Over the next few years, we are going to see a major shift in the make-up of the business world, as older baby boomers look to get out of the companies they've spent decades building.
This will create opportunities for younger businesspeople.
In some cases, an increase in the number of business owners looking to sell may put pressure on the prices they can command.
Here are some things to keep in mind if you're considering it.
Make sure you understand what you're buying. If you want to be in business, or to grow an existing one, you have two options: Grind away to build it up yourself, or buy someone else's. The latter may cost in the short term but is a sure strategy to add growth.
If you're paying to buy an existing business, you need to either be getting the stock and equipment at a better price than you could access yourself, or the brand power involved must be sufficient to warrant the money spent.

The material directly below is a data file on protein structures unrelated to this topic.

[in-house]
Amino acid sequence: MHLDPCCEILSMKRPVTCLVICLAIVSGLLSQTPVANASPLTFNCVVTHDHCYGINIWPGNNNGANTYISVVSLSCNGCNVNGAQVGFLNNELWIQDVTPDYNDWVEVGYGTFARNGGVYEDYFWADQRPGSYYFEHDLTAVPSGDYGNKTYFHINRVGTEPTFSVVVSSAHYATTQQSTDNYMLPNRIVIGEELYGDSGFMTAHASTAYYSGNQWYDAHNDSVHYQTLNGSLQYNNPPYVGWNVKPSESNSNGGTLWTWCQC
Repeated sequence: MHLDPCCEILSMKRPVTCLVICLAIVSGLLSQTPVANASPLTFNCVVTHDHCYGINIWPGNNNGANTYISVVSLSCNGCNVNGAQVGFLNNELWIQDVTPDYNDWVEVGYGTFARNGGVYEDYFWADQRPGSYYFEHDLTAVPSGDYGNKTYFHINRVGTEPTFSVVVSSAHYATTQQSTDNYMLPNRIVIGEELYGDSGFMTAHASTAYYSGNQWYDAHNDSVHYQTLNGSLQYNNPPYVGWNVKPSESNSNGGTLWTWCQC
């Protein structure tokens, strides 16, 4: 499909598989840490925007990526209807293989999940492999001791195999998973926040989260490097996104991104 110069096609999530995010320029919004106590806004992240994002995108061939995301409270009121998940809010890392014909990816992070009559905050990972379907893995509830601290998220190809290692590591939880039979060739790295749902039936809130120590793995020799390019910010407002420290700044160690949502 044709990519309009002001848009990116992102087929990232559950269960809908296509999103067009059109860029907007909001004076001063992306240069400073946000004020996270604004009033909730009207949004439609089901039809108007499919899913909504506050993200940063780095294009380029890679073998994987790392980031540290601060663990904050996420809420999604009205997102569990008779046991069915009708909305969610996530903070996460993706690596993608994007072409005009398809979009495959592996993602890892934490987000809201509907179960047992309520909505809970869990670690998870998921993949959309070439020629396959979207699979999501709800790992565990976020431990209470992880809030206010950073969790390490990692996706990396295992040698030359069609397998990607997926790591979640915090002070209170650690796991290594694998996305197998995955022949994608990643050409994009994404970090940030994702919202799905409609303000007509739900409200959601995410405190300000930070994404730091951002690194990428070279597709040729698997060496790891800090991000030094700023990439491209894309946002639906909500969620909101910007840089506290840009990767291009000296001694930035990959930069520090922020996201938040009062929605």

When someone has owned a business for a long time, a lot of its success can be tied to the involvement of that key person.
Understand how they operate the business and how many clients you could realistically expect to stay with you once you take over.
You can sometimes boost this retention by having a staggered shift to a new owner, in which the seller gradually introduces clients and helps build that relationship.
In some cases, I expect baby boomer owners may find it hard to give up a business entirely. A shift to total retirement can be a scary thing after a long time in business, especially if that business is also their passion. They might want to retain a shareholding.
If you're a buyer contemplating that sort of arrangement, you'll need to make sure it is clearly defined and everyone understands their obligations, rights and expectations. Map out how the former owner will eventually exit completely.
Jeremy Tauri is an associate at Plus Chartered Accountants.